On March 8, 2021, the Supreme Federal Tribunal (STF) - Brazil’s highest court - struck down all the criminal convictions against Brazil’s former president Luiz Inácio Lula da Silva. Monumental in its impact, this decision finally brought an end to a ruthless lawfare campaign against Lula.
Lula was imprisoned in April 2018 at the Federal Police headquarters in Curitiba as part of Operation Car Wash for alleged corruption. From the beginning, it was evident that Lula’s imprisonment was part of lawfare - the use of law for political motives. The Supreme Court ruled, on April 5, 2018 - after a threat from Brazilian Gen. Eduardo Villas Bôas - that defendants could be jailed even before their appeals had been exhausted. This regressive judgment allowed Judge Sérgio Moro to arrest Lula at a time when he was leading in all polls. In August 2018, the polls registered that 29% of the nation preferred Lula’s Worker’s Party (PT), while the political parties that were spearheading the anti-PT campaign were rapidly declining in terms of electoral strength.
The presence of political bias in Lula’s imprisonment was confirmed when a range of materials and private conversations released by “The Intercept” proved that judge Moro discussed the case with the lead prosecutor Deltan Dallagnol, to whom Moro gave advice about how to proceed with the case. Furthermore, the Car Wash prosecutors plotted to use the investigation to undermine the campaign of the PT in the 2018 election. In November 2018, Moro joined Jair Bolsonaro’s government as his Minister of Justice, thus leaving no doubts about the political nature of the judicial proceedings against Lula.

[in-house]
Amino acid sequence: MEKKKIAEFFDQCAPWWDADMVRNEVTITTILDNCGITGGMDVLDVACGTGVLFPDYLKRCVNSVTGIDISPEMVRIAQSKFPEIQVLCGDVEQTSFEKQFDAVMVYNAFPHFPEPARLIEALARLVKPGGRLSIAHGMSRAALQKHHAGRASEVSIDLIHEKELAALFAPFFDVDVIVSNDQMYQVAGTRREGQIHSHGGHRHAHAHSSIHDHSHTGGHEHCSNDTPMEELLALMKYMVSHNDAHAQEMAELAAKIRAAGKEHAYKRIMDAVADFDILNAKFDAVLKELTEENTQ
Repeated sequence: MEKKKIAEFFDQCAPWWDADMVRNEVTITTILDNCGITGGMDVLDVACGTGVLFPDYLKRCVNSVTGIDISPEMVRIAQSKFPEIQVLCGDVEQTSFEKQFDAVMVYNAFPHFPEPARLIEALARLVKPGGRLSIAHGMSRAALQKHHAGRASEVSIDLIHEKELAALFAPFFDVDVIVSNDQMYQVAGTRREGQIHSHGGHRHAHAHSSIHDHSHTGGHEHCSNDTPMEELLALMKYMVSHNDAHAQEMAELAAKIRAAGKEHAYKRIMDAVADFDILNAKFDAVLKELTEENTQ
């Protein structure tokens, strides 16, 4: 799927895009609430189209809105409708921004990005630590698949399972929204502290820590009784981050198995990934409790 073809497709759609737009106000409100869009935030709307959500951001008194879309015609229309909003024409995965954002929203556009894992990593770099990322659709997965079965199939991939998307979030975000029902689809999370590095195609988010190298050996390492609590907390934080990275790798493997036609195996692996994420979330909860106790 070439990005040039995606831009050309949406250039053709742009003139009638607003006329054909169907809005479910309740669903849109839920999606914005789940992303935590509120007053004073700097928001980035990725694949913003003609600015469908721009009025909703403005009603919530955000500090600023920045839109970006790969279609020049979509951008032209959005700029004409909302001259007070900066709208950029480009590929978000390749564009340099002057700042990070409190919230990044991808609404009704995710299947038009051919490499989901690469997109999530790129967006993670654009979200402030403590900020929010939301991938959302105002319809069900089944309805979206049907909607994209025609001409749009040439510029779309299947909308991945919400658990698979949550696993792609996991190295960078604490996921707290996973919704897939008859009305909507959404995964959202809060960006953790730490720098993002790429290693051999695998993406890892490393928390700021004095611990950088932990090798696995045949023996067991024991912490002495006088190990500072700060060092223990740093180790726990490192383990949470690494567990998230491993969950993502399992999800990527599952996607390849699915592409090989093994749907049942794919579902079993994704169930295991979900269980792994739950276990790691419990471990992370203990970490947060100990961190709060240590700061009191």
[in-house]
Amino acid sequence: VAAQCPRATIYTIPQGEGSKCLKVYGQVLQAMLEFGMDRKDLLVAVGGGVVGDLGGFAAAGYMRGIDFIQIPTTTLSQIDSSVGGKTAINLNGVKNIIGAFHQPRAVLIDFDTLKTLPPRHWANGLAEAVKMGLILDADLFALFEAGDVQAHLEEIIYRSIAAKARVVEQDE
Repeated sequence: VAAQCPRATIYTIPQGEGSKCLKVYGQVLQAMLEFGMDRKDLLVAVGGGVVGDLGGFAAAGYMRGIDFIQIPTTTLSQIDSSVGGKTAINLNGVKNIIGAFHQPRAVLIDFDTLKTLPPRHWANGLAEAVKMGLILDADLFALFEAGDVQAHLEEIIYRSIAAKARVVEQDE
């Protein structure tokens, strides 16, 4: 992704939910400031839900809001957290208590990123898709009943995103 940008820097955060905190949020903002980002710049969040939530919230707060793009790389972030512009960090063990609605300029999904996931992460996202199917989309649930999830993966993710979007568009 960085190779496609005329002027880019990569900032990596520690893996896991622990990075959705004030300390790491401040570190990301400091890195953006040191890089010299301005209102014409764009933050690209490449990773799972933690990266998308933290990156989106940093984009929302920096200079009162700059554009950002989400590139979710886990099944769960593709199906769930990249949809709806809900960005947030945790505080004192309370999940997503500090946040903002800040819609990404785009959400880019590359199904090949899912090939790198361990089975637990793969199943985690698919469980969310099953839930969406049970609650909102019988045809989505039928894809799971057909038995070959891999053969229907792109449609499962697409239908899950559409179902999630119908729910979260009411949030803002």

Lula was released in November 2019 after serving 580 days, when the SFT agreed to examine his case on the basis of the judicial principle that no one can serve a sentence before it can be reviewed by the country’s highest court.
Changing Political Tides
In a welcome move, the STF confirmed on March 23, 2021, the existence of misconduct by Moro in the cases involving Lula. According to Justice Carmen Lucia, the evidence that has emerged since 2018 “may indicate the infringement on the impartiality of the judge.” “What is being discussed here is something very basic: everyone has the right to a fair trial, that includes due process and also the impartiality of the judge…New information was presented to clarify doubts about evidence of the partiality of the judge overseeing the case.”
The legal affirmation of the biased nature of Operation Car Wash is reflective of Brazil’s changing political tides. Opinion polls suggest that Lula is the best-placed politician to challenge neo-fascist Bolsonaro in 2022 elections. This was expected. The Bolsonaro administration’s toxic mix of pandemic mismanagement and savage neoliberalism stands in sharp contrast to Lula’s social sensitivity.
At a press conference held at the headquarters of the ABC Metalworkers’ Union in São Bernardo do Campo in the metropolitan region of São Paulo after the annulment of convictions, Lula heavily criticized the Bolsonaro government: “I need to speak with you about the situation in this country. It would be an error on my part to not mention that Brazil did not have to go through this.” “Many people are suffering. This is why I want to express my solidarity with the victims of coronavirus and the healthcare workers. And above all, the heroes of the SUS [Unified Health System], that were even politically discredited. If it wasn’t for the SUS, we would have lost many more people to coronavirus.”
Lula’s remarkable ability to connect with the poor masses is a direct result of his sustained involvement in grassroots politics. Born in poverty in 1945 in the northeastern state of Pernambuco, Lula emerged on the national scene from the late 1970s as a confrontational union leader. On winning presidency in October 2002 after three failed attempts, he toured the country extensively, talking to the oppressed members of the society about his own life and the larger struggle for equality and justice. Today, it is highly likely that Lula - whether he runs for presidency or not - will help the Left to regain power in Brazil.
Yanis Iqbal is an independent researcher and freelance writer based in Aligarh, India and can be contacted at firstname.lastname@example.org. His articles have been published in the USA, UK, Canada, Australia, New Zealand, India and several countries of Latin America.